Lisbon, Portugal 2003
I examine my watch; it’s ten past eight in the evening. My student should’ve
been here by eight. Maybe he’s just late. I check my watch again just to make sure, and that familiar feeling takes hold: he’s not going to show up. I can’t be certain, but with every minute that passes, it becomes more and more apparent. That’s when I start praying – praying to the teaching gods – for a no-show.
My student’s Spanish, from Valencia. He has his own business here in Lisbon and works all the hours God sends. He’s pale, serious, with black Brylcreem hair, which matches the colour of his suit. He always looks tired and stressed and has a five o’clock shadow. Sometimes I wish he’d go home to his wife and relax instead of coming here.
It’s now twenty past eight.
‘Come on, please!’ I say under my breath.
I might get to watch the football after all.
I sit at my desk, hoping. My eyes wander round the classroom. Among the posters of smiling students is a microphone sticking out the wall.
‘I wonder if Berlitz ever use that,’ I ponder. ‘Maybe they check to see if you use the method.’
I close my coursebook, International Express, which I borrowed from another school, but then re-open it again not to tempt fate.
Oh no – footsteps!
I hold my breath. The footfalls come closer and closer, louder and louder, with purpose. I try to prepare myself for the worst: the false smile, the ‘Hi!’, the ‘Sorry I’m late’, the ‘That’s okay, don’t worry’, the –
Phew. It’s the cleaner!
‘Olá,’ I say with a pang of relief.
‘Olá.’ He smiles and walks past the door.
In our lessons we talk about business, usually with the radio on. I find the background music creates an ambiance. But sometimes I lose myself in the song. I try to be present and conscious while he talks about his work, shuddering efforts to repress a yawn. But my attention wanders to wherever the music takes me: a beach, a road trip, meandering through an old city. I find myself nodding occasionally and feigning an expression of interest.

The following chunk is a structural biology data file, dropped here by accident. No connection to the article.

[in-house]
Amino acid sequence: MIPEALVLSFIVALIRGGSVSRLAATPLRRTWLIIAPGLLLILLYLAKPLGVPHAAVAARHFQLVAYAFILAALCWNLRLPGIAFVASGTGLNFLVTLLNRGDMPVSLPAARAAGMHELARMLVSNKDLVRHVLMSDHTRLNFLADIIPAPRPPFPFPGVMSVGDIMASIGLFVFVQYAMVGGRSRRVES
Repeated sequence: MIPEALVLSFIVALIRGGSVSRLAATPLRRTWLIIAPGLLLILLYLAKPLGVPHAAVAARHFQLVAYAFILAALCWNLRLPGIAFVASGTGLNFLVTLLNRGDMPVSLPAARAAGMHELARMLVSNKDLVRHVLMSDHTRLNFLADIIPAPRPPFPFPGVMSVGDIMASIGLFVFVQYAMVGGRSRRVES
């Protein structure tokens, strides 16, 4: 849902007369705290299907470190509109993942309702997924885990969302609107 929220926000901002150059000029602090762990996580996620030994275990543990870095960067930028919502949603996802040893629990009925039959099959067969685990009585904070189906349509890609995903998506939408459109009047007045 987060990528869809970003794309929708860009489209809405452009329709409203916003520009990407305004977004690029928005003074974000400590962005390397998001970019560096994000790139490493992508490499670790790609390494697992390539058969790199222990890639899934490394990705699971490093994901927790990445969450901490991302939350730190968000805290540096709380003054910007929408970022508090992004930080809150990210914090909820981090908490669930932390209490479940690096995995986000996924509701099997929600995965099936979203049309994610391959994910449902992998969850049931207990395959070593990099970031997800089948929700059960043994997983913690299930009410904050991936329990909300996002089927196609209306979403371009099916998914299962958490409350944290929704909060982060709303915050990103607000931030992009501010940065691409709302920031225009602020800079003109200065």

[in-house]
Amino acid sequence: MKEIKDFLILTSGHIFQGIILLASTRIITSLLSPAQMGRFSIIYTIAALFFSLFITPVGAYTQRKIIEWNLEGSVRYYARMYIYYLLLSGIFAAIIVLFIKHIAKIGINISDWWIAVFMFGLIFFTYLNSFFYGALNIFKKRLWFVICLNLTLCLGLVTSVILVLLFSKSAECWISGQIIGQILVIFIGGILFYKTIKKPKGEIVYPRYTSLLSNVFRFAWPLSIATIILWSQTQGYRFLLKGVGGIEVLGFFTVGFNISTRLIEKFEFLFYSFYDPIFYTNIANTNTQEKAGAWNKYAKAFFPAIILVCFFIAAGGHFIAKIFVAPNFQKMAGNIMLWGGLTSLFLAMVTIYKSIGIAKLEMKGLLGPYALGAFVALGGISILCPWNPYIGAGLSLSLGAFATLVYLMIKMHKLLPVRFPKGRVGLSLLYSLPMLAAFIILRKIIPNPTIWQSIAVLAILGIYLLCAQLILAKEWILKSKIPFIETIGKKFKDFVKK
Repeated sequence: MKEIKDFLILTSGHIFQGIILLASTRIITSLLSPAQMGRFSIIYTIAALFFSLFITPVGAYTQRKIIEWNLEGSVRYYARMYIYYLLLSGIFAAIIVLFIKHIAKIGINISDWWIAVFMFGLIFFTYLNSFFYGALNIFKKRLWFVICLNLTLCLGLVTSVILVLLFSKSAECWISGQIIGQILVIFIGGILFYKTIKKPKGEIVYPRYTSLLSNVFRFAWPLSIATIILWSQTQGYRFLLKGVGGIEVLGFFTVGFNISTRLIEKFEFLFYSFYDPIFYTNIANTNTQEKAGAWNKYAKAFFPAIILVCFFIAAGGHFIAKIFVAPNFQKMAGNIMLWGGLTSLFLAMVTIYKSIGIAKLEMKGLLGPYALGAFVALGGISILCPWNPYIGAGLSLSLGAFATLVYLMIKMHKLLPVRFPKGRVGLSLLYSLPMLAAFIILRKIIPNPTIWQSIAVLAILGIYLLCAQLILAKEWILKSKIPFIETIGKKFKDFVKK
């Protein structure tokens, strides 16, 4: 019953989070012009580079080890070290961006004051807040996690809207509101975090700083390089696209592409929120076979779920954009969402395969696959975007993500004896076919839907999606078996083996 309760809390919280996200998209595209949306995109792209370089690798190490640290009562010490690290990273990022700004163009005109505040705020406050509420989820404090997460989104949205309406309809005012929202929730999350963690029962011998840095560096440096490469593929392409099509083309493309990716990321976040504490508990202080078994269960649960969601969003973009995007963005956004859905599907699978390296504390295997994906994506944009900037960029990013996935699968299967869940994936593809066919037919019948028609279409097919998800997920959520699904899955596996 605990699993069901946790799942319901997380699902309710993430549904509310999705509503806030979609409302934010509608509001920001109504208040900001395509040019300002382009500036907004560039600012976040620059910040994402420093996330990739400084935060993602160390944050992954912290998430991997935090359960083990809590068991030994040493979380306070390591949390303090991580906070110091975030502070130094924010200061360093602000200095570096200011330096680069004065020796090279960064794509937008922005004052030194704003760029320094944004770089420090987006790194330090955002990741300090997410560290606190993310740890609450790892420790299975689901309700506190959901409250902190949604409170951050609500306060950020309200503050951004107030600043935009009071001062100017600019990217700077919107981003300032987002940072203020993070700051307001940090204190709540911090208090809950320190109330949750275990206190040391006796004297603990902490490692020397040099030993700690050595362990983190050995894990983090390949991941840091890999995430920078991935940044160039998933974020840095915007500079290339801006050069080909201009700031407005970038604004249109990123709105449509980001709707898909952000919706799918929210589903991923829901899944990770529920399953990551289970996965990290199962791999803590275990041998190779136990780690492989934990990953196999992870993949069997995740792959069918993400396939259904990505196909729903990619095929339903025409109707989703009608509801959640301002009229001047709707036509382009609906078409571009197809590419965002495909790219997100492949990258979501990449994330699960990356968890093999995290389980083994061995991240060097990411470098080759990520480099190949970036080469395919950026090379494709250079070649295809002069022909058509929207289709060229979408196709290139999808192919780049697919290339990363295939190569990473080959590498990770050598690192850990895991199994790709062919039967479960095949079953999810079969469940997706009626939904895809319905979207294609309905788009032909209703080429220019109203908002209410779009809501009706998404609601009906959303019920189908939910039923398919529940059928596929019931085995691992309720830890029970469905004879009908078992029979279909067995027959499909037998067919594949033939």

Oh my gosh. It’s half past eight!
I go to the reception.
Laura looks busy behind her computer – probably surfing the Internet. Behind her, five clocks show the time in different parts of the world: New York, Rio, London, Moscow and Australia.
‘He’s a bit late today, isn’t he?’ I tell the receptionist. ‘Did he call or leave a message?’
‘Er, let me see.’ She bites her lip. ‘No, he didn’t.’
‘Maybe he’s stuck in a meeting.’ She pulls back a curl of blonde hair behind her ear.
‘Yeah, maybe. Are there any other classes tonight?’ I scratch my head.
‘No, just your one.’
‘Right.’ My voice tails off, collecting my thoughts. ‘Could you call me when he comes? I’ll just be in the classroom with the television.’
‘You want to watch the football, eh?’ Laura smiles.
‘Yeah, it’s the UEFA Cup final tonight.’ I grin back.
‘Força Porto!’ she lightly punches the air.
‘I didn’t know you liked football.’
‘Everyone loves football in Portugal.’ She smiles and shows me her Porto Football Club coffee mug.
I hurry down the corridor into the other classroom. On the table are a Shrek DVD and a baseball cap, and in the wastepaper bin a McDonald’s Happy Meal carton – evidence that the manager and the head of studies were here earlier. I reach up to switch on the television. First, there’s a fuzzy, grainy image, then the football comes on. The volume is high.
‘Deco toma la bola de volea pero su tiro se va abierto,’ the commentator yells, as Deco volleys the ball wide of the Celtic goal.
I grab the remote control from the table and turn it down. Then, I take a chair, turn it round so it faces the television and sit down.
I can’t believe my luck. All I need now is a bifana steak sandwich and a bottle of Super Bock!
‘What’s the score?’ Laura pokes her head round the door.
‘Sorry?’ she frowns.
‘Ah!’ she says, coming into the classroom. ‘Which team is Porto?’
‘I thought you said you supported them. Porto are wearing the blue-and-white striped shirts and Celtic are in green and white.’
Just then, Deco chips the ball to Alenichev, who volleys it from ten yards out; the goalkeeper parries the shot, but Derlei reacts quickest, slamming the ball into the net.
‘Derelei!’ the commentator yells. ‘Goooool!’ he continues for about half a minute.
‘Goooool!’ Laura joins in with her arms in the air. ‘Força Porto!’
She makes circular motions with her hands as if she were a Hawaiian dancer.
‘I don’t believe it!’ I say with my head in my hands. ‘Just before half-time as well.’